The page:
Surface Tensions of Solutions: Methods
Single Solutes

For the single solutes that make up H^{+}  NH4^{+} 
Na^{+}  K^{+}  Mg^{2+} 
Ca^{2+} 
SO4^{2−}  NO3^{−} 
Cl^{−}  Br^{−}  OH^{−} 
CO3^{2−} 
H2O mixtures the calculated surface tensions are based upon available measurements for
temperatures from 233 K to 523.15 K. The data include surface tensions of melts (liquid electrolytes), which
have been extrapolated to ambient temperatures in order to estimate surface tensions of solutions supersaturated
with respect to dissolved salts.
The model for surface tension developed in reference (1) is a modified Arrhenius mixing rule.
It includes the surface tensions at the
limits of salt concentration (i.e., surface tensions of water and pure liquid solutes) and
fitted parameters for the concentration dependent terms.
At low temperatures, and for concentrations above those of the saturated solutions of most solutes,
surface tensions are extrapolations based upon assumptions regarding the
surface tensions of supercooled water (below the lower limit of measurement of about 250 K), and
those of the (hypothetical) pure liquid solutes. Full details are given by Dutcher et al. (1).

Surface tensions of pure water above 0 °C were calculated using the equation of Vargaftik et al. (2).
For temperatures below 0 °C, extrapolated to temperatures as low as 123.15 °C, surface tensions were calculated from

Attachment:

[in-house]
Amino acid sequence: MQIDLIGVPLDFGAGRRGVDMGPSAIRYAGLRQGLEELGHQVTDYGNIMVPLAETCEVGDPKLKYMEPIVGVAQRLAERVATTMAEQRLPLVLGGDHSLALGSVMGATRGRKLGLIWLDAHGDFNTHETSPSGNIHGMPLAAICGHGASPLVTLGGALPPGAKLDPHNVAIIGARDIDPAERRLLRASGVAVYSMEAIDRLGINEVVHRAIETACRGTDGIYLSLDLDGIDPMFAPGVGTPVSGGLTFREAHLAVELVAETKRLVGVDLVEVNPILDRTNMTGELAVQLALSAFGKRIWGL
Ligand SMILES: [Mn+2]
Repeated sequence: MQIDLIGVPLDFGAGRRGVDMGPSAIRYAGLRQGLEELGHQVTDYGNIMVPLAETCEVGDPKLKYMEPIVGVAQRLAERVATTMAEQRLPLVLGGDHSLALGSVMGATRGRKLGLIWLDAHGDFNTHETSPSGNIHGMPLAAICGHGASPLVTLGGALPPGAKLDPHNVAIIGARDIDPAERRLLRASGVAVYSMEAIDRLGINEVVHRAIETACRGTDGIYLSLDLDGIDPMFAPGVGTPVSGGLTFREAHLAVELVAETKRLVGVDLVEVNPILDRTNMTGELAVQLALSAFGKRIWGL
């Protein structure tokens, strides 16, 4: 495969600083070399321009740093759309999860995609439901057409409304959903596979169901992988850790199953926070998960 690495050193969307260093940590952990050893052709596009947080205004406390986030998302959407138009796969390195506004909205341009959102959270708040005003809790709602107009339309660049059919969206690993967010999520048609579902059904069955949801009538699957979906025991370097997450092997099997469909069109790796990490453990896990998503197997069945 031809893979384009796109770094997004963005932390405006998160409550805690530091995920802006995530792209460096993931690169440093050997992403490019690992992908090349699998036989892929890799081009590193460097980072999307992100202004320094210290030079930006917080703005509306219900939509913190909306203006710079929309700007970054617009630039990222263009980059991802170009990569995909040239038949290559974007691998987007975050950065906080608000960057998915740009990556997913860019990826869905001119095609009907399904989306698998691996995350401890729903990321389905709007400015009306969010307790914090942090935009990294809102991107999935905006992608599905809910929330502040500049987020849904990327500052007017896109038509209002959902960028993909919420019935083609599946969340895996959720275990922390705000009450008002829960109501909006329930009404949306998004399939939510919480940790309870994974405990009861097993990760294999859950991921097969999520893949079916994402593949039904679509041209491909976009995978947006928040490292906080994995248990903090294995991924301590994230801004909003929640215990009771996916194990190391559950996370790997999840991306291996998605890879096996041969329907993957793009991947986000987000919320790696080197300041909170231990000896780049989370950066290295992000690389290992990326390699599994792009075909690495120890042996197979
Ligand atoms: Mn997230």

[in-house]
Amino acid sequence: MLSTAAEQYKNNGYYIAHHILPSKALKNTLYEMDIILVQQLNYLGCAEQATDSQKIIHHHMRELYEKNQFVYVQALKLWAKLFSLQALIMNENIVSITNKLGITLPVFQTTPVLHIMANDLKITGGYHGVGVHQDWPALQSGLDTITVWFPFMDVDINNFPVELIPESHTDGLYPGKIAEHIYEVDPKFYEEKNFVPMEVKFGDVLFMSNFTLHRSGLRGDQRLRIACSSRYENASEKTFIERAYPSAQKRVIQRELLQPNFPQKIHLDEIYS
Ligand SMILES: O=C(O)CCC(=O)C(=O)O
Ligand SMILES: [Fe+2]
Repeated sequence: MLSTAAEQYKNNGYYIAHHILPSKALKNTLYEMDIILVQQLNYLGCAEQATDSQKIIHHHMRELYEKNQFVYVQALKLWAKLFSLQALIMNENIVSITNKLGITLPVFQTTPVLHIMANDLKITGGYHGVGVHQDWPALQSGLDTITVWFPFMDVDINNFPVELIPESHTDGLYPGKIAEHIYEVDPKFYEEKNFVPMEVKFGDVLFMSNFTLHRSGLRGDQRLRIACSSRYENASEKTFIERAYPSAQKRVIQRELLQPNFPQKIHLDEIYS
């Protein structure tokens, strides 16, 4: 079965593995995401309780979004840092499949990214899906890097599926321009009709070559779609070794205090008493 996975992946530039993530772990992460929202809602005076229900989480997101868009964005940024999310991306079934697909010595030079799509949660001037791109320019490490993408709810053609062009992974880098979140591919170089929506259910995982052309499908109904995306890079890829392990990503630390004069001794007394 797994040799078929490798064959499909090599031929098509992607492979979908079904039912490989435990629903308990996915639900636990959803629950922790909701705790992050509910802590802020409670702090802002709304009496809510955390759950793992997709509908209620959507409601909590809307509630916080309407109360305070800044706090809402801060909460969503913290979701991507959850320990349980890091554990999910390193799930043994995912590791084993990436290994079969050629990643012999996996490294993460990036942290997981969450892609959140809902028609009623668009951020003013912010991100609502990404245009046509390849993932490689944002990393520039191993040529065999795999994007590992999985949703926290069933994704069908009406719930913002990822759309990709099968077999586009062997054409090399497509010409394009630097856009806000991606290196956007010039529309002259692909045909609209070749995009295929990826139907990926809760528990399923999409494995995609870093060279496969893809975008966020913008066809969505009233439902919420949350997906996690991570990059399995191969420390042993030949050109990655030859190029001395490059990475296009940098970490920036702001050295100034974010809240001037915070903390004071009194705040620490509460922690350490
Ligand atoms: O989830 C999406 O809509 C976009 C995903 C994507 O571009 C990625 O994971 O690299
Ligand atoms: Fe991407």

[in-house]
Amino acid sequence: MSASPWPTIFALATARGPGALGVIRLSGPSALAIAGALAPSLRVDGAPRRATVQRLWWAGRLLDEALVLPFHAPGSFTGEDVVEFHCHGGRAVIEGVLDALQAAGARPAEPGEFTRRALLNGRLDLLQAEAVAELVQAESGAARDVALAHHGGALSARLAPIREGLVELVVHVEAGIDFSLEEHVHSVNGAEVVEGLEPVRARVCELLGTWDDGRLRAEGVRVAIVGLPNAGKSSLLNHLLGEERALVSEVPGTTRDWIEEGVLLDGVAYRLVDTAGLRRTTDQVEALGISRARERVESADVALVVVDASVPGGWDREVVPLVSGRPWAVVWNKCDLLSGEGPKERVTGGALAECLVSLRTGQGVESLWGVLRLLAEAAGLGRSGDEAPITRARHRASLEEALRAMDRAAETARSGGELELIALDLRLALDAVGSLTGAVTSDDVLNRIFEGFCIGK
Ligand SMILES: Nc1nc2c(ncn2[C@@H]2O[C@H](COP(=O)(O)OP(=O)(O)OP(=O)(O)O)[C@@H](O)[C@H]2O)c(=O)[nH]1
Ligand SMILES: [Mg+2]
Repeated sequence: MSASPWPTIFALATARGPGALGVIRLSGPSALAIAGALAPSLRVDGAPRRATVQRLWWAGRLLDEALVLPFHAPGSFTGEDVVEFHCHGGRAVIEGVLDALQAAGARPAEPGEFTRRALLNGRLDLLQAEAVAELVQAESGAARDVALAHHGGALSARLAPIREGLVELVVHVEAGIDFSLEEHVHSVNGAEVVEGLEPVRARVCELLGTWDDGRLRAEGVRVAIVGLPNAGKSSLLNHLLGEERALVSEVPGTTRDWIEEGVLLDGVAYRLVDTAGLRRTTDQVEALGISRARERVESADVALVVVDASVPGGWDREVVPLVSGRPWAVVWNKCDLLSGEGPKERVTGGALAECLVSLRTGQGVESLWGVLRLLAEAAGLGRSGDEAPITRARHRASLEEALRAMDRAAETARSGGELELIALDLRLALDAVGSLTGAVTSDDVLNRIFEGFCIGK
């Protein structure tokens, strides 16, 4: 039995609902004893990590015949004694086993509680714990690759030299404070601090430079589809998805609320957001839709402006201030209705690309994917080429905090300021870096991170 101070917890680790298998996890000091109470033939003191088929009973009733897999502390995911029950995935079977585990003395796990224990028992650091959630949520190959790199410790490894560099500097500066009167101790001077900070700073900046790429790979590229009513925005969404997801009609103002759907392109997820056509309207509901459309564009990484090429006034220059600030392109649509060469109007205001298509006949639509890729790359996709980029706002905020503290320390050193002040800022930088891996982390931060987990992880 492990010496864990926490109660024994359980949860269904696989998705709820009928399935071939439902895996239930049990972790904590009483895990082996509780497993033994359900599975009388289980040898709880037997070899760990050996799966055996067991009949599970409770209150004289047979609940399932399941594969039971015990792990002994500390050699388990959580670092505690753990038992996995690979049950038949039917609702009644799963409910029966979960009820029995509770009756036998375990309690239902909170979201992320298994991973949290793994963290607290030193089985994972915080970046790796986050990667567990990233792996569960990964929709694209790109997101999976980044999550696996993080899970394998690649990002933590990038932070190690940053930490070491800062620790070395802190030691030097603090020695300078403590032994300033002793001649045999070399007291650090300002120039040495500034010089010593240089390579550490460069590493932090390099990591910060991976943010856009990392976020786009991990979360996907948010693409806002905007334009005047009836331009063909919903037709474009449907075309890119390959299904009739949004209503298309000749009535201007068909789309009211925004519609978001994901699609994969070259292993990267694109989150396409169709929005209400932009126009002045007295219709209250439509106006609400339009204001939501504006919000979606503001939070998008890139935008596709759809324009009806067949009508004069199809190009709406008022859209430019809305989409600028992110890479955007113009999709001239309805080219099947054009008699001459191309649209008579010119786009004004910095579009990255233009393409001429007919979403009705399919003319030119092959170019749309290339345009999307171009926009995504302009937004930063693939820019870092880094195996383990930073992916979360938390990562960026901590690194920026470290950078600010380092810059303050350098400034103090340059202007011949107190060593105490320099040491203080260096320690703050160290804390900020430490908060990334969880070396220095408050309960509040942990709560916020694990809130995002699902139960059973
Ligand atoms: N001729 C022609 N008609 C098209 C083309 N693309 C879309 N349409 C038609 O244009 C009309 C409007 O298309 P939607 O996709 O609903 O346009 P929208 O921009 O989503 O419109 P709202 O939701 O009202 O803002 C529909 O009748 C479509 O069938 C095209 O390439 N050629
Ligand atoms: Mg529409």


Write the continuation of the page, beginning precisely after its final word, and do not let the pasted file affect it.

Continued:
an equation fitted to available measurements and the results of molecular dynamics simulations of supercooled water.

Surface tensions of hypothetical pure liquid solutes were calculated using the equations of Janz (3),
which were fitted to high temperature data, or predicted from ion properties using equations of
Dutcher et al. (1) where no data are available.
Mixtures

Surface tensions of aqueous or molten mixtures of electrolytes and NH3 are estimated using
the model (1), based upon the properties of the individual (single) solutes.
We note that predictions of surface tensions of mixtures can be improved when additional
interaction parameters, determined from surface tensions of binary molten mixtures of electrolytes
or of ternary aqueous solutions, are included in the model (see ref. (1) for details). The
interaction parameters for mixtures are not used in this calculator in order to
ensure the widest range of applicability of the model in terms of temperature and concentration.

The composition of a solution containing ≥2 cations and ≥2 anions cannot, in general,
be uniquely assigned in terms of individual electrolytes. We use the formula given by
Clegg and Simonson (4).
References
(1) C. S. Dutcher, A. S. Wexler, and S. L. Clegg (2010) J. Phys. Chem. A, 114, 1221612230.
(2) N. B. Vargaftik, B. N. Volkov, and L. D. Voljak (1983) J. Phys. Chem. Ref. Data 12, 817820.
(3) G. J. Janz (1988) J. Phys. Chem. Ref. Data 17 (Suppl. 2), 1309.
(4) S. L. Clegg and J. M. Simonson (2001) J. Chem. Thermodyn. 33, 14571472.